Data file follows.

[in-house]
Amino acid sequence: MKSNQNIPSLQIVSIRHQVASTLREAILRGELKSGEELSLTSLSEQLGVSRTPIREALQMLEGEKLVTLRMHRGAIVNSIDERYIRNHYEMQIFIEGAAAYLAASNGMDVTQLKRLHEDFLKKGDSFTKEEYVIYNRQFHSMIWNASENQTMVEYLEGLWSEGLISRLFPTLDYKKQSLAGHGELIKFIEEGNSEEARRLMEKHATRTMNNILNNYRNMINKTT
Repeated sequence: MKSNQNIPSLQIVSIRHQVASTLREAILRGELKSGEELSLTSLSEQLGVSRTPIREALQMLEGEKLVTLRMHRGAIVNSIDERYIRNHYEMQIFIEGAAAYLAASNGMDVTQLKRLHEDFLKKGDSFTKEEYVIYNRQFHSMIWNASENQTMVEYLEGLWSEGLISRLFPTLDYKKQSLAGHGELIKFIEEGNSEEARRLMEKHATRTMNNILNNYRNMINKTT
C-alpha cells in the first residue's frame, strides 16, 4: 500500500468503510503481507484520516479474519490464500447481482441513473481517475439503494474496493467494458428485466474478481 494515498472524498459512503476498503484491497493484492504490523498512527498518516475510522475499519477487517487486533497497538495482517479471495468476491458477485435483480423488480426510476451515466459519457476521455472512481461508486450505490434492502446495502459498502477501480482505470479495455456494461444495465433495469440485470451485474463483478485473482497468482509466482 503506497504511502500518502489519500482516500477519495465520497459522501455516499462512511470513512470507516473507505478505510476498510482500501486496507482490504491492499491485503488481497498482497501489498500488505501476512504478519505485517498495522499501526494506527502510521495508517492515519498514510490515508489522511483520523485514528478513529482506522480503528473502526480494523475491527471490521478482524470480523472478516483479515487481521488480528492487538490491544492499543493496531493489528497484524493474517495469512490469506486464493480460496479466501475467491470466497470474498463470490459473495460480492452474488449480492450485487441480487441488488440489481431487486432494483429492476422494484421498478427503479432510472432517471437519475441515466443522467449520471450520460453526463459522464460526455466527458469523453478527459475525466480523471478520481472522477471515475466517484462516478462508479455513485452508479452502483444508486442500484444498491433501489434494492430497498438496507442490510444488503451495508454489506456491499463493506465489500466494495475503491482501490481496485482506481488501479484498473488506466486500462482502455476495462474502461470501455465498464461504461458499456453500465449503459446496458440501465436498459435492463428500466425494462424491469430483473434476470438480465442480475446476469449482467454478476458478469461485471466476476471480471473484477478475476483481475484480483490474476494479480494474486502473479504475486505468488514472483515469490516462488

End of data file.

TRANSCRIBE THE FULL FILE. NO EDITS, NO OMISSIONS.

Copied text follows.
[in-house]
Amino acid sequence: MKSNQNIPSLQIVSIRHQVASTLREAILRGELKSGEELSLTSLSEQLGVSRTPIREALQMLEGEKLVTLRMHRGAIVNSIDERYIRNHYEMQIFIEGAAAYLAASNGMDVTQLKRLHEDFLKKGDSFTKEEYVIYNRQFHSMIWNASENQTMVEYLEGLWSEGLISRLFPTLDYKKQSLAGHGELIKFIEEGNSEEARRLMEKHATRTMNNILNNYRNMINKTT
Repeated sequence: MKSNQNIPSLQIVSIRHQVASTLREAILRGELKSGEELSLTSLSEQLGVSRTPIREALQMLEGEKLVTLRMHRGAIVNSIDERYIRNHYEMQIFIEGAAAYLAASNGMDVTQLKRLHEDFLKKGDSFTKEEYVIYNRQFHSMIWNASENQTMVEYLEGLWSEGLISRLFPTLDYKKQSLAGHGELIKFIEEGNSEEARRLMEKHATRTMNNILNNYRNMINKTT
C-alpha cells in the first residue's frame, strides 16, 4: 500500500468503510503481507484520516479474519490464500447481482441513473481517475439503494474496493467494458428485466474478481 494515498472524498459512503476498503484491497493484492504490523498512527498518516475510522475499519477487517487486533497497538495482517479471495468476491458477485435483480423488480426510476451515466459519457476521455472512481461508486450505490434492502446495502459498502477501480482505470479495455456494461444495465433495469440485470451485474463483478485473482497468482509466482 503506497504511502500518502489519500482516500477519495465520497459522501455516499462512511470513512470507516473507505478505510476498510482500501486496507482490504491492499491485503488481497498482497501489498500488505501476512504478519505485517498495522499501526494506527502510521495508517492515519498514510490515508489522511483520523485514528478513529482506522480503528473502526480494523475491527471490521478482524470480523472478516483479515487481521488480528492487538490491544492499543493496531493489528497484524493474517495469512490469506486464493480460496479466501475467491470466497470474498463470490459473495460480492452474488449480492450485487441480487441488488440489481431487486432494483429492476422494484421498478427503479432510472432517471437519475441515466443522467449520471450520460453526463459522464460526455466527458469523453478527459475525466480523471478520481472522477471515475466517484462516478462508479455513485452508479452502483444508486442500484444498491433501489434494492430497498438496507442490510444488503451495508454489506456491499463493506465489500466494495475503491482501490481496485482506481488501479484498473488506466486500462482502455476495462474502461470501455465498464461504461458499456453500465449503459446496458440501465436498459435492463428500466425494462424491469430483473434476470438480465442480475446476469449482467454478476458478469461485471466476476471480471473484477478475476483481475484480483490474476494479480494474486502473479504475486505468488514472483515469490516462488